For the third offseason in a row, the KC Chiefs have had an enormous hole at one of football’s most important positions, and for a third offseason they have chosen to ignore it. This position is, of course, cornerback.
Back in 2018, Brett Veach made one of his first big moves as the Kansas City Chiefs general manager by sending star player Marcus Peters to Los Angeles in exchange for draft picks. Although the move was a bit unexpected, it certainly wasn’t shocking.
Peters had started his career with back to back All-Pro honors, but then quickly became a headache. His play on the field slipped due to his outright disinterest in tackling and he began eroding the locker room with his poor attitude, even getting suspended by the team at one point. Couple that with his other outbursts and the end result was a consensus that the Chiefs were better off without their 2015 first round selection.
This move though did leave Kansas City in desperate need of an upgrade at cornerback though. They had traded for Kendall Fuller earlier in the month, but he was viewed as a slot corner, not someone who would replace Peters’ talents.
There have been many times in the past couple years where the Chiefs were believed to be closing in on a cornerback. In the 2018 NFL draft, they traded up in the second round causing many to speculate they were hunting for Peters’ replacement. Instead the team opted for Breeland Speaks, a player who has been nothing more than a reserve in his two years.
In the summer of 2018, there was more speculation the team was looking to acquire a cornerback. First it was Sam Beal in the 2018 supplemental draft and later it appeared they were close to signing free agent Bashaud Breeland (much more on him later). Instead, the Chiefs stood pat and watched Tom Brady convert three third and long passes in overtime to advance to the Super Bowl.
2019 brought more of the same. The Chiefs did bring in Breeland, but after an injury plagued season, he was viewed as a minor deal. The Chiefs were consistently mentioned in trades for Patrick Peterson and Jalen Ramsey, but nothing ever came of those rumors for the teams.
Once again, they almost completely ignored cornerback in favor of upgrading the defensive line and safety position. Of course we know how that story ended. Those other positions the Chiefs upgraded all created big impacts and the cornerbacks were able to play at an average level that let the offense win Kansas City its first Super Bowl in 50 years.
Going into the 2020 offseason, many expected a large overhaul at the cornerback position.
Kendall Fuller and Bashaud Breeland were both anticipated to be priced out of Kansas City and with five draft picks, this seemed like the perfect year for Brett Veach to pull the trigger early. He didn’t though, and the Chiefs waited till the end of the fourth round to address their weakest position on the team. The Chiefs were able to retain Breeland on a shockingly cheap deal, but now of course we know why.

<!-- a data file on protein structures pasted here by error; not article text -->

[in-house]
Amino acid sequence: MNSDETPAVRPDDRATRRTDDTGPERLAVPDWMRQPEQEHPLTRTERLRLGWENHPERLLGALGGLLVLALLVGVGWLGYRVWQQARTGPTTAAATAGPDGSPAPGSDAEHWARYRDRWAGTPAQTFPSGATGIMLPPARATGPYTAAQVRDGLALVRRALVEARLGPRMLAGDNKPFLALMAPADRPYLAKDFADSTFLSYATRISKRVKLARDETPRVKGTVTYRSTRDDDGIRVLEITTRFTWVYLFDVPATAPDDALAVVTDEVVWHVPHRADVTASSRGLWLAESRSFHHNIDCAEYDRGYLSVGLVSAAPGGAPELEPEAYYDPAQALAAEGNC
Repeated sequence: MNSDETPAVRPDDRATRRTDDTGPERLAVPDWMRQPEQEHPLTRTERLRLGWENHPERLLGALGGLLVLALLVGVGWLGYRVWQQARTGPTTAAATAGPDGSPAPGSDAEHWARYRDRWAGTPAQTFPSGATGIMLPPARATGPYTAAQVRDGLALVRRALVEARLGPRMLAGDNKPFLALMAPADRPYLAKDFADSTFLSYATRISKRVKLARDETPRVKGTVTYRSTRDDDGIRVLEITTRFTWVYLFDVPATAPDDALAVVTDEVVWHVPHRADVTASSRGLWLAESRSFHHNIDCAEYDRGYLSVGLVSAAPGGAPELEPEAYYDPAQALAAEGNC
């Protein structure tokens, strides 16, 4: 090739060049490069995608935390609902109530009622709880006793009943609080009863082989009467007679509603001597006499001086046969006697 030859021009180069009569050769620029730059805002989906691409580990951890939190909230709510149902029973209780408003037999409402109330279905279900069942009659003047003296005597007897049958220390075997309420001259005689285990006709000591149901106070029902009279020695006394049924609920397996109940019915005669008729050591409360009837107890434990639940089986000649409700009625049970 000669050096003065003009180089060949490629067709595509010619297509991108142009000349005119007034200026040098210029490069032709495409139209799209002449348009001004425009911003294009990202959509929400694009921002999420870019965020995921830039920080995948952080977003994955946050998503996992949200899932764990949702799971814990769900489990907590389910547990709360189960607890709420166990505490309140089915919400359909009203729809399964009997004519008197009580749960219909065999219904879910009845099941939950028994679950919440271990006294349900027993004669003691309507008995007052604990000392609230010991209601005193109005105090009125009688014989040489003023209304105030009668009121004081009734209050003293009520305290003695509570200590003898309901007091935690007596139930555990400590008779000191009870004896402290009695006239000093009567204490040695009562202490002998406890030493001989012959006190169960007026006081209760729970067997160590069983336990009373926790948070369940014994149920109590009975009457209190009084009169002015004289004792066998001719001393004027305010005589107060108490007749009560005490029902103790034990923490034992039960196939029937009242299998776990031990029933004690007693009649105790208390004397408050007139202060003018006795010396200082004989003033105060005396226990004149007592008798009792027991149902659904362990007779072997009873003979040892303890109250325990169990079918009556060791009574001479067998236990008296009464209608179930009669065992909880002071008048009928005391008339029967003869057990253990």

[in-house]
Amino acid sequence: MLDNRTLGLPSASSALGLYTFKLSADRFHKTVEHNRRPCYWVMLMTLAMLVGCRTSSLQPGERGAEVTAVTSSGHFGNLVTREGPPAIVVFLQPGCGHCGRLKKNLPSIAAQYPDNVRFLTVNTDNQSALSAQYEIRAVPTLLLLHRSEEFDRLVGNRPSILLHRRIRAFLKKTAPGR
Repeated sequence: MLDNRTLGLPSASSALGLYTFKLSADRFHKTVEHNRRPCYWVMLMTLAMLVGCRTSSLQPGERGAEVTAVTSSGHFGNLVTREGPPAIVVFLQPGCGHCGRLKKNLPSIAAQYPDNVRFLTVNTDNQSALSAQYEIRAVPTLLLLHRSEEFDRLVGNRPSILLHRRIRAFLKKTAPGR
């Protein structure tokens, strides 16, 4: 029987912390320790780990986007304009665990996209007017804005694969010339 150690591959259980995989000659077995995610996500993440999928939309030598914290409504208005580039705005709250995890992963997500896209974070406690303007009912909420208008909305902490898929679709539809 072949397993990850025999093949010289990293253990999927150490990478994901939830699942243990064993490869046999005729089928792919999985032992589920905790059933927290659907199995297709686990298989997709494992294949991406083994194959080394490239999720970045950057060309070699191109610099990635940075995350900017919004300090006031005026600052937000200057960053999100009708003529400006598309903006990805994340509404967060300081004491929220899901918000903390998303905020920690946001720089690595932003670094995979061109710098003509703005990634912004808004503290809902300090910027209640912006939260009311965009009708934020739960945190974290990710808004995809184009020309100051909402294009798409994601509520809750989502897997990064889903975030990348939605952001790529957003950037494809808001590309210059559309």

Earlier this week, Breeland was arrested for a variety of charges including resisting arrest and drug possession. After this story went public, it was revealed that Breeland was already facing suspension for drug issues.
There’s too much to the Breeland situation to fully get into here, but for the sake of this article it’s safe to assume that Breeland will be – at best – missing a significant portion of the season. With Breeland out of the picture, the Kansas City Chiefs are now dangerously thin at cornerback.
The Chiefs need to throw even more on to the shoulders of Charvarius Ward and Rashad Fenton now that Breeland could miss time. Both played well last year, but one year wonders are common in the NFL. A sixth round pick and an undrafted free agent having one decent year then disappearing happens all over the league.
The Chiefs did draft two cornerbacks this year, but unfortunately they were both late round picks, so anything beyond special teams contributions this year would be surprising.
Tyrann Mathieu played a bit of cornerback in the past and is actually quite good. That being said, he’s at his best when he’s free to play all over the field. Sticking him in a specific role is doing the exact opposite of what made him an All-Pro last year.
Outside the roster, the options aren’t much better. The free agent market is now nothing more than players that are past their primes and/or have severe injury history.
Maybe the supplemental draft can offer the Chiefs hope. Unfortunately we’ll have to wait months for that and Kansas City will have to give up a solid pick next year if they do choose to go that route.
Unless the Chiefs are able to pull off a trade for a cornerback – again something that will be expensive – this is what the team has: a cornerback room with one veteran who’s facing major suspension and a group of young unproven players.
When you consider that almost all of the KC Chiefs’ AFC rivals made moves to improve their receiving cores, this should be even more concerning.
One can’t help but think that maybe if the Chiefs had made any kind of significant investment at cornerback in the past few years, they’d be sitting in a much more comfortable position. They didn’t, and now that decision threatens to be the biggest hurdle for this team and their attempt to repeat next year.